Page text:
The Beautiful Terror of Dr. Authorstein

It began with a single sentence. Now I’m left with the terrifying prospect of explaining everything that came after.

I wanted my brother back.

Seemed simple at the time. One thought, unspoken, bounding around my head day after day. But it bred. Opened up a world in which pain and suffering were the norm. Where desperation led to reckless behavior. Where truth and hope were no longer allies.

Mark Murphy had a story to tell and, at times, I wanted no part of it. It stung. Pulled out a sadness in me that lingered and scoffed at my attempts to wish it away. 30 years of suppession let loose and I came to understand that grief never ends. Then grief reared its head anew and everything on Mark’s journey became mine. We traveled together–we still travel together–and shared tears more often than I am able to admit.

The Weight of Ashes was easily the most emotionally challenging story I have ever told, much less written. It is the best thing I have ever written. And that’s saying something because I’ve become a bit of a perfectionist with my writing. I don’t brag much at all. I just write.

In two weeks, it releases. Readers will be able to buy it anywhere. That is awesome. And terrifying. I won’t speak on behalf of every writer, but I know I can speak on behalf of most of them. We control our imagined worlds and characters, we edit and rewrite to get it where it needs to be, we work with beta readers and critique groups and agents and editors, striving to make it the best book possible. Then, if we’re fortunate enough, it’s wrapped up in a pretty little bundle of pages and binding and set loose in the world and we can’t do a single thing about it. We’ve lost control. There’s joy, don’t get me wrong. There’s beauty in seeing that book baby sitting nice and shiny in a store.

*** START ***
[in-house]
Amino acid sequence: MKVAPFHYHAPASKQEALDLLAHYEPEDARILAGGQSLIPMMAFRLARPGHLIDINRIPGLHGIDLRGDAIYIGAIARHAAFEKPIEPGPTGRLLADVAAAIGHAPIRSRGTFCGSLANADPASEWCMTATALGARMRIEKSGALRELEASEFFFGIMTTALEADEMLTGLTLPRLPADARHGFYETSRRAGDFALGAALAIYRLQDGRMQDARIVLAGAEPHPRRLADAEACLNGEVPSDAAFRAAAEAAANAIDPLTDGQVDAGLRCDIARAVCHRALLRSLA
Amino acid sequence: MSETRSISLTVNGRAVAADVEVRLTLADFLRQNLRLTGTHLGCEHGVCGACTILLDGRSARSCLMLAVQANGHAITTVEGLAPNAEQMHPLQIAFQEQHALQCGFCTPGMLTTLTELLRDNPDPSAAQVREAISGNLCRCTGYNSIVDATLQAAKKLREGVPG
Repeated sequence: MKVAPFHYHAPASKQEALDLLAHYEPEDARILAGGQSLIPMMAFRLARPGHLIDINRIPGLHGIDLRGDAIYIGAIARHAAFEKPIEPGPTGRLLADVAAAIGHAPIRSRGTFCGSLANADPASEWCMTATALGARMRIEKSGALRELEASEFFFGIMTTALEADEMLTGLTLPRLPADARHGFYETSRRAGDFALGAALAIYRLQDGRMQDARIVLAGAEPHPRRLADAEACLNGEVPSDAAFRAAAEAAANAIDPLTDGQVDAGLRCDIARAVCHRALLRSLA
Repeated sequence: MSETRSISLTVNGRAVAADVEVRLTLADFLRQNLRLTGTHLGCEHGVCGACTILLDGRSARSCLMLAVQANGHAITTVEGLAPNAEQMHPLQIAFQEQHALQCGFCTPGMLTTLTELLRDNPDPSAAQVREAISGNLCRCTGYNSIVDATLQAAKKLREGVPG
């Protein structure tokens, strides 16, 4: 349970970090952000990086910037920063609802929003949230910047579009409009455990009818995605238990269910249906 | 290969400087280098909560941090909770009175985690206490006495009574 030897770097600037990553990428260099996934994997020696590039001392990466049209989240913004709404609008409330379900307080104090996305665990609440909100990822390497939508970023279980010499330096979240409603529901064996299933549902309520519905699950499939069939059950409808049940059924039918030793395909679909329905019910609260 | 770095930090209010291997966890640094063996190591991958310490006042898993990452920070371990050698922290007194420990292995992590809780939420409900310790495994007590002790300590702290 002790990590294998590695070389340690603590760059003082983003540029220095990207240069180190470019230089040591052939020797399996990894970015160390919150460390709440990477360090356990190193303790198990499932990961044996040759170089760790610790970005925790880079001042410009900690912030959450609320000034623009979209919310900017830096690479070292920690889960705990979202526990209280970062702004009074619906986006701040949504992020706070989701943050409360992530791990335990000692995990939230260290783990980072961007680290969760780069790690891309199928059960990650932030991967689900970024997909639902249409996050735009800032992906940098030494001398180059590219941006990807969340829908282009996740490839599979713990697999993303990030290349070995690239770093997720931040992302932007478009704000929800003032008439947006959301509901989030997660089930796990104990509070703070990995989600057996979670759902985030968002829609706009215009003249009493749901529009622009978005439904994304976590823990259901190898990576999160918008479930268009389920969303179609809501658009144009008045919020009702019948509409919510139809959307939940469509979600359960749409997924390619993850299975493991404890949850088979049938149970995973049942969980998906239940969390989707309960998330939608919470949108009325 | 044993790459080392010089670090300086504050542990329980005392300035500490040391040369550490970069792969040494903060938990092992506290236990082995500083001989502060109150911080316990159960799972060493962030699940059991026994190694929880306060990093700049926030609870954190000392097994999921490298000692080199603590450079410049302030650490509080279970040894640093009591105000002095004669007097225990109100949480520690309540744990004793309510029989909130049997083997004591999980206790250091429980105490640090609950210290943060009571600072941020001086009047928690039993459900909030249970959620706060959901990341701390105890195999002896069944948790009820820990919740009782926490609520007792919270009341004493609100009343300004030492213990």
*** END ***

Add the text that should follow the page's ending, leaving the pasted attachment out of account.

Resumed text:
It’s gorgeous. The smile can’t stretch far enough. Pride and joy and love and hope and intense happiness.

And fear. So much fear.

What if it doesn’t sell?

What if people don’t like it?

Did I do enough with the story? Will people emotionally connect with my character? With my story?

Oh, God. I just bore my soul to the world. Why didn’t I just go to therapy?

Alright, so maybe the fear isn’t always grounded. Maybe it’s an overreaction to, I don’t know, artistic desire or something nonsensical like that. But it’s real and present and a writer can only tighten their hands on the safety bar, watch the rising hill of the roller coaster, close their eyes (or more likely leave them open because every writer is curious about what their death will look like), and hope for the best. Probably not going to buy that picture of us screaming our way down, but still.

Crazy thing is this isn’t abnormal. This is what most every writer experiences as their book baby goes out into the world, no matter how many they’ve had. It. Is. Normal. Breathe. Relax. Enjoy the ride, okay?

Remember that the next time you read a book. There’s a soul attached to that story. There’s a reason authors plead for reviews, and not simply the business-related and most definitely true reason. It isn’t even about getting positive reviews (though, yes it is) or even bad reviews (which, no it isn’t), but peace in knowing that it is being read.

I am very much one who believes that speaking something aloud makes it real. I wanted Mark to learn that lesson. In that way, The Weight of Ashes is now real. It is in the world. Speaking daily. That is a most amazing and wonderful truth. Everything I poured into Mark’s journey is real. No longer imagined, but living in the hands of readers. On shelves of bookstores. In the homes of others. Mark can now share his heart with everyone.

And that scares the living hell out of me.

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